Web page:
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WILDCATS SHOOT DOWN VOLS

Date story published: Thursday, February 15, 2001

KNOXVILLE -- Dead-eye shooting -- no, make that surreal shooting -- in the state famous for the Tennessee long rifle carried Kentucky toward an emotional victory last night.

But Kentucky being Kentucky, the kiddie Cats had to survive yet another stumbling finish to beat Tennessee 103-95.

UK matched the high for three-point baskets in the Tubby Smith era. The Cats made 14 threes in cementing their hold on first place in the Southeastern Conference.

"I thought Kentucky played as perfect a first half as I've seen in four years at Tennessee," UT Coach Jerry Green said of UK's 10 first-half treys. "I don't know if I've seen a team in the last 13 years that played as good a half as that team did."

Kentucky's main man, swingman Tayshaun Prince, stayed red hot. Having shot 61.7 percent in the last four games, he hit a career-high six three-pointers and finished with a career-high 30 points.

"The way I've been playing has been terrific," said Prince, who became the 48th UK player to score 1,000 points in his career. "I know in a place like this, my team needs me to step up."

Both coaches singled out Prince as the key contributor.

"He's kind of our leader," UK Coach Tubby Smith said. "When he's playing well, we usually play well."

Said Green: "If I had to vote for a most valuable player in the conference right now, I'd vote for Tayshaun Prince."

Prince's bombs helped Kentucky snap the Vols' 18-game home winning streak. Tennessee, the pre-season choice to win the SEC, lost for the sixth time in eight games. But for the first time in that downward spiral -- and for the first time since Jan. 12, 2000 -- UT lost at home.

But with Rocky Top Tennessee seemingly headed for rock bottom, the Vols salvaged their pride. UT kept fighting even though it trailed by as much as 19 in the second half, and by 16 with barely five minutes left.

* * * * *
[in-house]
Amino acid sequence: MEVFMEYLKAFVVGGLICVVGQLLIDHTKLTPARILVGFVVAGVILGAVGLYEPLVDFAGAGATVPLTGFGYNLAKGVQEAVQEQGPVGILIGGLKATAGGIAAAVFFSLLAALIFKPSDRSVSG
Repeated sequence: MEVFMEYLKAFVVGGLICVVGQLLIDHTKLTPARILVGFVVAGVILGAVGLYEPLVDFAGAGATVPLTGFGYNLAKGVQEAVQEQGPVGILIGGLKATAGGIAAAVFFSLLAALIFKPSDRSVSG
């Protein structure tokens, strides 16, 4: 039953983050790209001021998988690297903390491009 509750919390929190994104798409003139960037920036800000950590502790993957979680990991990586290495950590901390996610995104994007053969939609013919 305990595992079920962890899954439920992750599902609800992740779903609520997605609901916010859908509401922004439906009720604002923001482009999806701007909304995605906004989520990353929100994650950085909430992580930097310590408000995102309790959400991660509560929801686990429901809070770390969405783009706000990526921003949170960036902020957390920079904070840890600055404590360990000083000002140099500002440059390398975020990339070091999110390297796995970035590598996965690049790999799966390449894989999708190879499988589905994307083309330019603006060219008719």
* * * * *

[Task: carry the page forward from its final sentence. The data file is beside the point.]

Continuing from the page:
Two turnovers and 1-for-4 free-throw shooting enabled Tennessee to scare, if not beat, the Cats down the stretch. Tennessee got as close as 95-93 with 1:40 left when Jenis Grindstaff picked Saul Smith's pocket and fed Vincent Yarbrough for a layup.

But freshman Gerald Fitch, a hero in often-overlooked ways at crunch time, came through again. After Keith Bogans missed a jumper, Fitch got the rebound. Fouled on the play, he hit two free throws with 1:03 left to give UK a 97-93 lead.

After UK snuffed Grindstaff's ill-advised driving attempt, Prince made two free throws to point the Cats toward victory.

That Kentucky finally cut off a Vol driving to the basket pleased Tubby Smith. Seven times in the final seven minutes, Tennessee players drove to within 10 feet of the basket for scores.

"What concerns me were the breakdowns defensively," he said. "We didn't get people rotating to take the charge. You need team defense. You're not going to stop a player like Isiah Victor with one guy. Or a Vincent Yarbrough."

Saul Smith echoed the coach's words. "Defensively, I'd give us a D-minus," he said. "Because we had so many breakdowns. All in that seven or eight minutes down the stretch."

Yarbrough led Tennessee with a career-high 28 (16 in the second half). Victor, a native of Hopkinsville, added 21.

UK won for the 13th time in its last 15 games. The Cats improved to 16-7 overall and 9-2 in the SEC. The latter kept the Cats two games ahead of Florida in the Eastern Division.

Tennessee, which played without senior point guard Tony Harris, could not have asked for a better start. The Vols hit their first three shots and five of their first six en route to a 12-3 lead. UK got only one basket -- a three-pointer by Bogans -- in its first seven possessions. Worse, the Cats turned the ball over four times in the first three minutes.

Then Kentucky showed UT the true meaning of red hot. UK entered the game ranked ninth among SEC teams with an average of 6.1 three-point baskets per game. The 10 first-half treys were more than the Cats had hit in 19 of their previous 22 games.

Bogans and Prince led the way with four and three treys respectively. J.P. Blevins, Smith and Fitch each hit one.

"I knew Tayshaun and Keith could shoot," Tennessee forward Ron Slay said. "I didn't know they could shoot like that. I didn't know Tayshaun Prince had that much range."

Prince said he surprised the Vols with his long-range shooting.

"I know they weren't expecting me to get off the shot from that distance," he said. "They were expecting me to drive a lot. At the beginning of the game, Slay tried to bump me around. He tried to get me tired and get me off my game."

The three-pointers helped Kentucky quickly erase Tennessee's big early lead. UK made 14 of 21 three-point shots, the best accuracy of the Tubby Smith era.

"We just got good looks at the basket," said Bogans, who snapped out of a mini-slump with 22 points. "A couple times in the second half, I couldn't believe how open we were."

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